Plaintiff seeks reconsideration of the Court's April 2, 2019, Order dismissing the action as to Defendant Nationstar Mortgage. Doc. No. 73. Plaintiff asserts the Court erroneously granted the motion to dismiss based on the Federal Rules of Civil Procedure Heightened 9(b) heightened pleading standard for fraud despite Plaintiff asserting a claim for Slander of Title. Id. at 3. Plaintiff re-asserts allegations that Bank of America's assignment of the Deed of Trust to Nationstar Mortgage placed a cloud on Plaintiff's title, which “was prepared and authorized without any authorization.” Id. Plaintiff also filed a supplemental document to his Motion for Reconsideration. Doc. No 74. Therein, Plaintiff alleges he specifically plead the unfair business practices of Defendant, who is “dealing unfairly with Plaintiff pertaining to the Deed of Trust on his house . . . allowing him standing to defend his contract and property.” Id. at 3. Plaintiff also claims Nationstar is “refusing to provide accurate accounting on Plaintiff's Deed of Trust, further denying Plaintiff any hope of resolution without expensive litigation” which satisfies the requirement of showing an economic injury to support a claim under the UCL. See id.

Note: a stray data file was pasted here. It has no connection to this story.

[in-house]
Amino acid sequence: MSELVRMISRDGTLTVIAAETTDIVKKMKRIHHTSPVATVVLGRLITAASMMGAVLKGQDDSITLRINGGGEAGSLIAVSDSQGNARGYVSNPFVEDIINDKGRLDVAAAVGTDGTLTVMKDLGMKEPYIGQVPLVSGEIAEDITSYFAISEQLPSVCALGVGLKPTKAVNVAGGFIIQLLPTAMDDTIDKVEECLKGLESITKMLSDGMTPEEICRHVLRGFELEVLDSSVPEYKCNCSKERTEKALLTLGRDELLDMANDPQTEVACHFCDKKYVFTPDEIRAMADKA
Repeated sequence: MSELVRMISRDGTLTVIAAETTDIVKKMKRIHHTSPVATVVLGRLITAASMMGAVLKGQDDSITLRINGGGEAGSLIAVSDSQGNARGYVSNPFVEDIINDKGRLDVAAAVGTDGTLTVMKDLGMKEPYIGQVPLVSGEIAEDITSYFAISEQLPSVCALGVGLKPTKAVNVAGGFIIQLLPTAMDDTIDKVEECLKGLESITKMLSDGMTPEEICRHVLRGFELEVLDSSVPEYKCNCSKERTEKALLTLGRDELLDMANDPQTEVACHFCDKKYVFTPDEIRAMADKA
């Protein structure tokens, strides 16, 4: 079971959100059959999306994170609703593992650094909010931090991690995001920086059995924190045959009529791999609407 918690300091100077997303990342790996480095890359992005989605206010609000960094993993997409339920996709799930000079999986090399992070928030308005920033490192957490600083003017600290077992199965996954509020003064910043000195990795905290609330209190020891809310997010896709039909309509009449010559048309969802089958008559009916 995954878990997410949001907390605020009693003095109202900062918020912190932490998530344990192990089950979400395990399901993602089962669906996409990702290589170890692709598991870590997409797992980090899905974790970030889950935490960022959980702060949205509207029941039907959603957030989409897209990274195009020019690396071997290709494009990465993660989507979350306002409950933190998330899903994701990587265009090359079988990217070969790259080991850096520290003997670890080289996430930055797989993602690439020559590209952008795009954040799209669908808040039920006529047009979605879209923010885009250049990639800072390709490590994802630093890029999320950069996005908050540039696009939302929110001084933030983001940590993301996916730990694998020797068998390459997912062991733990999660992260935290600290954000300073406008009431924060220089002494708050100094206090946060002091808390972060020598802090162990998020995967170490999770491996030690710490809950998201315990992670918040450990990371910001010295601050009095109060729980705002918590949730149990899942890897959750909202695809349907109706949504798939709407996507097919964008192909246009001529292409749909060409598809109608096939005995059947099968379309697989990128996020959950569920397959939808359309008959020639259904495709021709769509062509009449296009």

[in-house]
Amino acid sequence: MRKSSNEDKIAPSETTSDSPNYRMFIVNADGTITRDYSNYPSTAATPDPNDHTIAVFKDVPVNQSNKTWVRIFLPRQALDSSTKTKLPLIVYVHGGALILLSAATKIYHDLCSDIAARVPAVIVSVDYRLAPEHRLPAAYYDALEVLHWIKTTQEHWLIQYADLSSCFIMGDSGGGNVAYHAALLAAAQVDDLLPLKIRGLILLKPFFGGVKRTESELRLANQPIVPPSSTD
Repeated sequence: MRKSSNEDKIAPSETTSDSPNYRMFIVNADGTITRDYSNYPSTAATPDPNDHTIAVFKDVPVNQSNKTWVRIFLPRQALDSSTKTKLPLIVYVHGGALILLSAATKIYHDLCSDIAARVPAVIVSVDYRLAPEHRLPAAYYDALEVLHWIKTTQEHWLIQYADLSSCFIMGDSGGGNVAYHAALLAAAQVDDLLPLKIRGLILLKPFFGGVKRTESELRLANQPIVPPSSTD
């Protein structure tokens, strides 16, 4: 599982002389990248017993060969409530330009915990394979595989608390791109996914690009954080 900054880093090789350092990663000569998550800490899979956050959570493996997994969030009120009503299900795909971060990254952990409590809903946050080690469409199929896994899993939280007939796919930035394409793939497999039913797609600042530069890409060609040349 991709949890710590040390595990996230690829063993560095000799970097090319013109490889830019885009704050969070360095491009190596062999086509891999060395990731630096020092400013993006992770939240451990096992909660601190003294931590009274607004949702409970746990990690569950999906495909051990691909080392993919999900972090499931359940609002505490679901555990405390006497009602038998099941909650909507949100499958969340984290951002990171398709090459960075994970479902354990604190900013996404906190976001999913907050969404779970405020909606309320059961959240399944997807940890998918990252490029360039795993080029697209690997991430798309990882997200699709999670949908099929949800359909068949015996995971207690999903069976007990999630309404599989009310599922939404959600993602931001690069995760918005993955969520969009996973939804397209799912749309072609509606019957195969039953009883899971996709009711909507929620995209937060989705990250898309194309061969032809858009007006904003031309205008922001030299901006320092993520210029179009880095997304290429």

Under the Federal Rules of Civil Procedure, a court may, upon motion, relieve a party from final judgment or order for: “(1) mistake, inadvertence, surprise or excusable neglect; (2) newly discovered evidence. . .; (3) fraud. . ., misrepresentation, or other misconduct of an adverse party; (4) the judgment is void; (5) the judgment has been satisfied, released or discharged. . .; or (6) any other reason justifying relief from the operation of judgment.” FED. R. CIV. P. 60(b). However, a motion for reconsideration “should not be granted, absent highly unusual circumstances, unless the district court is presented with newly discovered evidence, committed clear error, or if there is an intervening change in the controlling law.” Kona Enters. v. Estate of Bishop, 229 F.3d 877, 890 (9th Cir. 2000) (citations omitted). Accordingly, a motion for reconsideration is not an appropriate vehicle for rehashing arguments the court has already rejected. Howard v. Gutierrez, 571 F.Supp.2d 145, 150 n. 1 (D.D.C. 2008).